New connections between Mayor Vincent C. Gray’s 2010 campaign and a prominent businessman’s alleged secret funding were revealed in federal court Tuesday, as an architect of the unreported $653,000 effort to elect Gray admitted to lying to investigators probing the case.
Vernon E. Hawkins, a longtime confidant of the mayor’s who held an informal advisory role in his 2010 campaign, told the court that he drew up plans and budgets for what became a “shadow campaign” allegedly funded by former city contractor Jeffrey E. Thompson.
Hawkins, 74, also described to prosecutors apparent coordination between Gray’s official campaign and the illicit operation, and detailed how he participated in a scheme to obstruct the federal investigation.
Prosecutors have not alleged that Gray (D) knew of the illicit happenings laid out in the Hawkins case or in previous prosecutions of campaign figures. But the admission of illegal activity by a man who was once among Gray’s most trusted political hands threatens to greatly complicate the mayor’s pending decision on whether to seek a second term. Gray has denied any wrongdoing.
Hawkins pleaded guilty to a count of making false statements — a felony charge for which, under his plea deal with prosecutors, he can expect to serve up to 16 months in prison.
U.S. Attorney Ronald C. Machen Jr. said that Hawkins was “at ground zero of a scheme to design, staff, and execute an off-the-books shadow campaign.”
“This guilty plea takes us one step closer to understanding the extent of the deception that tainted the 2010 campaign,” he said in a statement released after the hearing.
In court papers and under questioning in the courtroom Tuesday, Hawkins described how he developed an independent “get-out-the-vote” effort for Gray starting in June 2010 through discussions with Jeanne Clarke Harris, a public relations consultant and close Thompson associate, and later with Thompson himself.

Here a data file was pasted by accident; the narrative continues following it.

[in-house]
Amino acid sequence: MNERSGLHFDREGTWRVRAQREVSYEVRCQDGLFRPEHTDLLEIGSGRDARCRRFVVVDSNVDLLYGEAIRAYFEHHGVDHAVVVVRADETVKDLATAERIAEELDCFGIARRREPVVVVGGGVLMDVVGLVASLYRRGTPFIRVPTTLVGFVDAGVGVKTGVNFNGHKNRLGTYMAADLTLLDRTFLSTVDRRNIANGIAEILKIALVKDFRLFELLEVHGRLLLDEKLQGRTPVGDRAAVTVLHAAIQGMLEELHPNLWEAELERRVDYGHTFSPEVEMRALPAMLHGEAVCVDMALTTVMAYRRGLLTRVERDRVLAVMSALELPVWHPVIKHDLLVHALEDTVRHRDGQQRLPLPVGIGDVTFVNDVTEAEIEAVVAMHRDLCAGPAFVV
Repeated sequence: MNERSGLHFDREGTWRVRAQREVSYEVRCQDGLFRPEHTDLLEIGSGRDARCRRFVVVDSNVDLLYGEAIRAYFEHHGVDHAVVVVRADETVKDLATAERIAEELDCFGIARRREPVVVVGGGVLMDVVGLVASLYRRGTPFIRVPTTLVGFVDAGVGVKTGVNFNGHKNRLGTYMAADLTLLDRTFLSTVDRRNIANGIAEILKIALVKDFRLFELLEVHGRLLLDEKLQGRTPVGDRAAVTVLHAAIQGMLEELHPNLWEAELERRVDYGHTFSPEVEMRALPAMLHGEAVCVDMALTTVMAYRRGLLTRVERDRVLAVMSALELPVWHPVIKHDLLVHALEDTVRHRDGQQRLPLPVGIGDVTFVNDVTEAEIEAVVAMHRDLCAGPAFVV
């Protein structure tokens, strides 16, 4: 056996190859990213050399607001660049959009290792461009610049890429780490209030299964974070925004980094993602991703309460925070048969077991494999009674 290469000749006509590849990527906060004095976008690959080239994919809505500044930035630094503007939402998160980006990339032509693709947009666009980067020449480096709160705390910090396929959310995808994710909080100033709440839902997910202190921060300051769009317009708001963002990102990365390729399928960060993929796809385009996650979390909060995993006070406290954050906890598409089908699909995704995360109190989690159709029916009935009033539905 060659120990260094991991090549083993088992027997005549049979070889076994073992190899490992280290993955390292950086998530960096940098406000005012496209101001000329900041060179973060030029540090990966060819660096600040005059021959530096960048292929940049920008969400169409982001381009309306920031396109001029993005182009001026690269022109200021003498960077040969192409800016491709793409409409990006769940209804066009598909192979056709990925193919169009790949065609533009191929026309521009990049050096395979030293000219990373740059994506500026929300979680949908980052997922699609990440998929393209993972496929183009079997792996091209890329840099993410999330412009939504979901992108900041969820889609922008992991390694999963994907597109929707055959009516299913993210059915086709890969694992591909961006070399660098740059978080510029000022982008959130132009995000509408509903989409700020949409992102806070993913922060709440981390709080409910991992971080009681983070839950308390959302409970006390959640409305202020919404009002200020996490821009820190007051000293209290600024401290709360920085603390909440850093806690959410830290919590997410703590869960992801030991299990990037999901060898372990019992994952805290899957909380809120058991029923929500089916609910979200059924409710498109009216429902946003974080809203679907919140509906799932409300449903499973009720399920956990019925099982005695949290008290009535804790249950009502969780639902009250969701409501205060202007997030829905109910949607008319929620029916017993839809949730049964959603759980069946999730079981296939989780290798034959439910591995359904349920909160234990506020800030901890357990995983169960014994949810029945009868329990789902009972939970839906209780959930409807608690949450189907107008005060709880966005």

The operation was refined over the following weeks, Hawkins indicated, including in a conference call involving himself, Harris and Thompson. The secret effort included renting vans and hiring drivers, canvassers and coordinators to get Gray voters to the polls, the court papers said.
Thompson has not been identified in court filings, but several people familiar with the investigation say he is the “Executive A” referred to in several prosecutions, and court records show he is the subject of a grand jury probe. His attorney, Brendan V. Sullivan Jr., has declined to comment on the investigation and did not return messages seeking comment Tuesday.
Harris pleaded guilty last year to funneling Thompson’s money through companies she owned to fund the illegal effort for Gray, revealing for the first time the extent of the shadow campaign. Her attorney, Mark H. Tuohey III, declined to comment.
Detailed for the first time in the court papers filed Tuesday was an apparent relationship between the shadow campaign and Gray’s official campaign. The secret effort’s get-out-the-vote coordinator, identified in documents as “Person Two,” is said to have had an office on the same floor as Gray’s get-out-the-vote coordinator in a building adjacent to Gray’s campaign headquarters.
Several people familiar with the investigation identified “Person Two” as Tracy Hardy, a Philadelphia-based political consultant who told The Washington Post last year that he had coordinated with Hawkins but never worked for the Gray campaign.